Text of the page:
Galveston City Council’s split vote on a decision to spend another $250,000 to support the Ike Dike shows that all’s not well among those who believe the island needs more protection from hurricanes.

The new council ought to have a public discussion about what the city’s policy will be.

On Thursday, the outgoing council voted 4-1 with two abstentions to grant $250,000 in 4B sales tax to a nonprofit headed by the outgoing mayor’s wife. The nonprofit, the Bay Area Coastal Protection Alliance, was founded to support the Ike Dike, the storm protection system proposed by Bill Merrell, a professor at Texas A&M University at Galveston.

The three council members who did not support the grant aren’t necessarily against the Ike Dike specifically or a storm protection system in general. They just weren’t sold that it’s a good idea to continue to give $250,000 installments of public money without a firmer plan.

By one count, this is the third $250,000 installment. The city had committed $250,000 directly to the project in 2012.

But the city also gave the port 4B money for repairs for infrastructure. But the port, while protesting it didn’t have the money for infrastructure repairs, did find money for a $250,000 commitment in support of the Ike Dike, leaving some people with the impression that the port was acting as a pipeline of 4B funds.

A couple of questions came up Thursday that the new council should try to answer. 

Why is the city giving money to a nonprofit, rather than directly to Texas A&M at Galveston to support Merrell’s studies?

Why isn’t the money going directly to the U.S. Army Corps of Engineers, which will conduct the study that matters?

The Ike Dike — which envisions a barrier across Galveston Island and Bolivar Peninsula and floodgates at Bolivar Roads and San Luis Pass — might cost $10 billion. 

Obviously, that would require federal help. But for the project to be eligible for federal funds, it would have to pass muster in a feasibility study. That study, conducted by the Corps of Engineers, would include a cost-benefits analysis.

The local match on that $10 million study would be roughly $5 million. Supporters of the Ike Dike say Texas A&M research would be part of the corps’ study, meaning the funds spent would be counted as part of the local match.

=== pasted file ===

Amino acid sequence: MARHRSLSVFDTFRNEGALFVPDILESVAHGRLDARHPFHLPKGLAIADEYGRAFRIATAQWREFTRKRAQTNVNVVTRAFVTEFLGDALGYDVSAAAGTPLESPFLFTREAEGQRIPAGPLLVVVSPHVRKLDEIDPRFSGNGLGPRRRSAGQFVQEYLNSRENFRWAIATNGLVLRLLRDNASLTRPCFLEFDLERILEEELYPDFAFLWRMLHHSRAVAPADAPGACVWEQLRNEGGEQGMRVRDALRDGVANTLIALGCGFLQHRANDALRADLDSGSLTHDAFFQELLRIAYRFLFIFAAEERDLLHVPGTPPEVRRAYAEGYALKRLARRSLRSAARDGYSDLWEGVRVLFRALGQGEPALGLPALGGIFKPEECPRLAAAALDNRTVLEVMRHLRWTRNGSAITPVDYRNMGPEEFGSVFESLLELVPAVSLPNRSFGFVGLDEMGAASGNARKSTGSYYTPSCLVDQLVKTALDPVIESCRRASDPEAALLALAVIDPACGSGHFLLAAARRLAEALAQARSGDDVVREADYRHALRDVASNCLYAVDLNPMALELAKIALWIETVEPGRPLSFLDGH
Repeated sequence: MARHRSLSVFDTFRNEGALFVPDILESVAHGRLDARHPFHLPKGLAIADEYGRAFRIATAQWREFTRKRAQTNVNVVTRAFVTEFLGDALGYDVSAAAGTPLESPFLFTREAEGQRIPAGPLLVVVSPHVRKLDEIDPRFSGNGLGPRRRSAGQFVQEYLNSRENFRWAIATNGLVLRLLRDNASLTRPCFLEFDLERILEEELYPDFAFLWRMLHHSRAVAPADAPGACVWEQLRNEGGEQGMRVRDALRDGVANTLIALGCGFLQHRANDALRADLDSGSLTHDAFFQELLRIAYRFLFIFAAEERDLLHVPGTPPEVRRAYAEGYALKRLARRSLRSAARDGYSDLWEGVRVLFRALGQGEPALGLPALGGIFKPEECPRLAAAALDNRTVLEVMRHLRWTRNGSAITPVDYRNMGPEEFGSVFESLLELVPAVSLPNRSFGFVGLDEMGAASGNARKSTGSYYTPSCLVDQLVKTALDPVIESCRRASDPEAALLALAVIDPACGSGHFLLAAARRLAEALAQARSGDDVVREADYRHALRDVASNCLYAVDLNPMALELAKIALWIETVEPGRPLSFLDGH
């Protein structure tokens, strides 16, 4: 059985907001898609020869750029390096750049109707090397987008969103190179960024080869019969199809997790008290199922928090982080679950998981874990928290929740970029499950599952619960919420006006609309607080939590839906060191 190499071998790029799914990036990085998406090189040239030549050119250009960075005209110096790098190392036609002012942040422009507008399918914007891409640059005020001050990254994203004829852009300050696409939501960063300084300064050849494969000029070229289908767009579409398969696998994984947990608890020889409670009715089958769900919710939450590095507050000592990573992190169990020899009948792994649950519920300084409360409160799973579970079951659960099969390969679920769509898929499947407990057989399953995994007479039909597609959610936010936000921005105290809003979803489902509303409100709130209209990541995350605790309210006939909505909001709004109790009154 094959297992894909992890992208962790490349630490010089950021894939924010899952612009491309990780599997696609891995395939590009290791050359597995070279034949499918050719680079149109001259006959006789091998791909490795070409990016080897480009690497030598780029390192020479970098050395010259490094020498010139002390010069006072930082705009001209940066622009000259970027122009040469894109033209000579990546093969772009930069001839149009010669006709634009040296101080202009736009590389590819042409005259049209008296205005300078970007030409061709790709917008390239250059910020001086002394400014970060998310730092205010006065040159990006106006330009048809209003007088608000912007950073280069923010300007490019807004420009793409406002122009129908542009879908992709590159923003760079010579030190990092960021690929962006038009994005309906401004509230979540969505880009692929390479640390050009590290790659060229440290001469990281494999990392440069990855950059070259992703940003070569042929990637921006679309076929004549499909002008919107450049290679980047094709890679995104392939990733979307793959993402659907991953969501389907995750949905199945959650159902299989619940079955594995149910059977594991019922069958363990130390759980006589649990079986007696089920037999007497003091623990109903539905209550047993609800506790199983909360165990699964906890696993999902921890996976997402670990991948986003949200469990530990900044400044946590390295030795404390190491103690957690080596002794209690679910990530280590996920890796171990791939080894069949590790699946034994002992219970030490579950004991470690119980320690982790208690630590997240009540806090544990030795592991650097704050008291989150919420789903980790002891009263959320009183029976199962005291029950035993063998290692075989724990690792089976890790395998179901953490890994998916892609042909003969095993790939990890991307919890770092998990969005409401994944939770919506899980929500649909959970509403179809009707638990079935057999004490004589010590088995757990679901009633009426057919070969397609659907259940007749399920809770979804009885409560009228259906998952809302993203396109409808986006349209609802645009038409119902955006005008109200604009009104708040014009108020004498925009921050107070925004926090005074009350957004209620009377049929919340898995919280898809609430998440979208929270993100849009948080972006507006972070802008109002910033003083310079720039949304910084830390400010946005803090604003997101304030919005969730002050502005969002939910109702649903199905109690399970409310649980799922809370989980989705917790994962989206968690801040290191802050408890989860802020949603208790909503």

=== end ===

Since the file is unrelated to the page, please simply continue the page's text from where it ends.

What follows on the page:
The new council ought to nail that point down.

Also, it’s become obvious that different visions of Ike Dike have emerged.

One envisions a hardened line of dunes protecting private property on Galveston’s West End. That line is, in effect, a static easement. Supporters of that idea see a series of beach reconstruction projects putting sand on the beaches in front of that line, perpetually protecting the private property that exists today.

Others say that the only possible way of meeting the cost-benefit test would be to raise and harden FM 3005 and forget about private property seaward of that barrier.

With such different ideas about what the Ike Dike might be, it’s hard to see Galveston moving forward in unison. The new council ought to call a public meeting and sort this out.



How they voted

On latest allocation of $250,000



Mayor Lewis Rosen

Marie Robb

Rusty Legg 

Cornelia Harris Banks



Elizabeth Beeton



Norman Pappous

Terrilyn Tarlton

(3) comments

George Lee

Not so fast! Not a proven or approved could backfire if enough think it's worth pursuing. And i question the involvement of yet another non-profit committee. Too much, too soon and not in line with approved process. And we are NOT New Orleans. Step back and breathe before all this taxpayer money washes away

Gary Miller

$10 billion? 500 % increase in two years. How much increase in two more years?
It won't be built for 10 or 20 years.

Steve Fouga

When I first heard about the Ike Dike, the image "$30,000,000,000" flashed through my mind. Well, actually the image was "$30B."

IMO there's no way it gets built for $10 billion. None. But that's just my opinion. We need a serious engineering study with solid industry involvement -- meaning the engineers who design things like this, and the contractors who build them, and the lawyers who mediate land disputes, etc.

I guess that's the $9M study I've seen mentioned.

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